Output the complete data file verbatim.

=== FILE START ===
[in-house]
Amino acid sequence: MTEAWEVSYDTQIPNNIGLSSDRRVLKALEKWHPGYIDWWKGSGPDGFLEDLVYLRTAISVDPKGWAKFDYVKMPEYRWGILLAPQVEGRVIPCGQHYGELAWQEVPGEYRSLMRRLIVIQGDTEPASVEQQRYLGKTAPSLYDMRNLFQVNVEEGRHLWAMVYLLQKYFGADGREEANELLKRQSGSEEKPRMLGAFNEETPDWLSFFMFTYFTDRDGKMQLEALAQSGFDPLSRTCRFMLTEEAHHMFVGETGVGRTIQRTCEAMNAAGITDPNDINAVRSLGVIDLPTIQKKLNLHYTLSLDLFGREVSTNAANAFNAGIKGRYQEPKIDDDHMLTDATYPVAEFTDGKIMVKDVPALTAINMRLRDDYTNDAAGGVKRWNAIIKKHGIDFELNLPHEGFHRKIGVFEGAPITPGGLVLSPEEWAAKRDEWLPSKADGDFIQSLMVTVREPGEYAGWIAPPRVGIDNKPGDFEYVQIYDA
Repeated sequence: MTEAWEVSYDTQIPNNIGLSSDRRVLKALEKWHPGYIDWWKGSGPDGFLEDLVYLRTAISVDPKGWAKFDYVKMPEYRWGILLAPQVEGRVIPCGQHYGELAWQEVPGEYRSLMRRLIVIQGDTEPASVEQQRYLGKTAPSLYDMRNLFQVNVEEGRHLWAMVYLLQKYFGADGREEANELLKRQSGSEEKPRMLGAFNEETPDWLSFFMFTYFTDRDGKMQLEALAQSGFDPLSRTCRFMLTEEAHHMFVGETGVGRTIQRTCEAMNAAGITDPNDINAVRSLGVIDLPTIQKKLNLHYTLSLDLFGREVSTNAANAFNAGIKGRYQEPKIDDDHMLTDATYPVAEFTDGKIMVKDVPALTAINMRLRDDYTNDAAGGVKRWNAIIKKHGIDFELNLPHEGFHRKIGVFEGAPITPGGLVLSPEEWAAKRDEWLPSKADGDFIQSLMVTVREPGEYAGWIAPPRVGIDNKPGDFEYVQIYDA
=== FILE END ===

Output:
[in-house]
Amino acid sequence: MTEAWEVSYDTQIPNNIGLSSDRRVLKALEKWHPGYIDWWKGSGPDGFLEDLVYLRTAISVDPKGWAKFDYVKMPEYRWGILLAPQVEGRVIPCGQHYGELAWQEVPGEYRSLMRRLIVIQGDTEPASVEQQRYLGKTAPSLYDMRNLFQVNVEEGRHLWAMVYLLQKYFGADGREEANELLKRQSGSEEKPRMLGAFNEETPDWLSFFMFTYFTDRDGKMQLEALAQSGFDPLSRTCRFMLTEEAHHMFVGETGVGRTIQRTCEAMNAAGITDPNDINAVRSLGVIDLPTIQKKLNLHYTLSLDLFGREVSTNAANAFNAGIKGRYQEPKIDDDHMLTDATYPVAEFTDGKIMVKDVPALTAINMRLRDDYTNDAAGGVKRWNAIIKKHGIDFELNLPHEGFHRKIGVFEGAPITPGGLVLSPEEWAAKRDEWLPSKADGDFIQSLMVTVREPGEYAGWIAPPRVGIDNKPGDFEYVQIYDA
Repeated sequence: MTEAWEVSYDTQIPNNIGLSSDRRVLKALEKWHPGYIDWWKGSGPDGFLEDLVYLRTAISVDPKGWAKFDYVKMPEYRWGILLAPQVEGRVIPCGQHYGELAWQEVPGEYRSLMRRLIVIQGDTEPASVEQQRYLGKTAPSLYDMRNLFQVNVEEGRHLWAMVYLLQKYFGADGREEANELLKRQSGSEEKPRMLGAFNEETPDWLSFFMFTYFTDRDGKMQLEALAQSGFDPLSRTCRFMLTEEAHHMFVGETGVGRTIQRTCEAMNAAGITDPNDINAVRSLGVIDLPTIQKKLNLHYTLSLDLFGREVSTNAANAFNAGIKGRYQEPKIDDDHMLTDATYPVAEFTDGKIMVKDVPALTAINMRLRDDYTNDAAGGVKRWNAIIKKHGIDFELNLPHEGFHRKIGVFEGAPITPGGLVLSPEEWAAKRDEWLPSKADGDFIQSLMVTVREPGEYAGWIAPPRVGIDNKPGDFEYVQIYDA